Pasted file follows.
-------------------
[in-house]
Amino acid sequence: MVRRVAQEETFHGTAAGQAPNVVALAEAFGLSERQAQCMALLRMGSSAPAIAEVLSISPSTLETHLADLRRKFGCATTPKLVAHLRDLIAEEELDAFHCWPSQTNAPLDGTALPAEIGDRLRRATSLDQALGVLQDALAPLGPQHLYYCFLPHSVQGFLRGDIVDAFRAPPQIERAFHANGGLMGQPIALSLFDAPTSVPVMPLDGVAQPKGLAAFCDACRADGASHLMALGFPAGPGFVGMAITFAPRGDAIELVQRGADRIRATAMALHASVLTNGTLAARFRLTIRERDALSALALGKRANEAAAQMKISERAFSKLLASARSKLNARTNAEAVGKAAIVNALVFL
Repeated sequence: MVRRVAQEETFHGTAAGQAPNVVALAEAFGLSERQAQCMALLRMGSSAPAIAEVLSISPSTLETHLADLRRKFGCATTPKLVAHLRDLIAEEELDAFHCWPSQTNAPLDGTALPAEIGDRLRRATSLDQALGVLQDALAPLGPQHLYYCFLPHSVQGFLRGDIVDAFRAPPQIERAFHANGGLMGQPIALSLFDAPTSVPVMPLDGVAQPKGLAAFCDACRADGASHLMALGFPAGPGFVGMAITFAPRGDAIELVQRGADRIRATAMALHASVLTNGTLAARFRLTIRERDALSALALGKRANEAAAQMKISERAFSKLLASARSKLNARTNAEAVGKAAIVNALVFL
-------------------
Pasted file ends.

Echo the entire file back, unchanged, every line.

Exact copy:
[in-house]
Amino acid sequence: MVRRVAQEETFHGTAAGQAPNVVALAEAFGLSERQAQCMALLRMGSSAPAIAEVLSISPSTLETHLADLRRKFGCATTPKLVAHLRDLIAEEELDAFHCWPSQTNAPLDGTALPAEIGDRLRRATSLDQALGVLQDALAPLGPQHLYYCFLPHSVQGFLRGDIVDAFRAPPQIERAFHANGGLMGQPIALSLFDAPTSVPVMPLDGVAQPKGLAAFCDACRADGASHLMALGFPAGPGFVGMAITFAPRGDAIELVQRGADRIRATAMALHASVLTNGTLAARFRLTIRERDALSALALGKRANEAAAQMKISERAFSKLLASARSKLNARTNAEAVGKAAIVNALVFL
Repeated sequence: MVRRVAQEETFHGTAAGQAPNVVALAEAFGLSERQAQCMALLRMGSSAPAIAEVLSISPSTLETHLADLRRKFGCATTPKLVAHLRDLIAEEELDAFHCWPSQTNAPLDGTALPAEIGDRLRRATSLDQALGVLQDALAPLGPQHLYYCFLPHSVQGFLRGDIVDAFRAPPQIERAFHANGGLMGQPIALSLFDAPTSVPVMPLDGVAQPKGLAAFCDACRADGASHLMALGFPAGPGFVGMAITFAPRGDAIELVQRGADRIRATAMALHASVLTNGTLAARFRLTIRERDALSALALGKRANEAAAQMKISERAFSKLLASARSKLNARTNAEAVGKAAIVNALVFL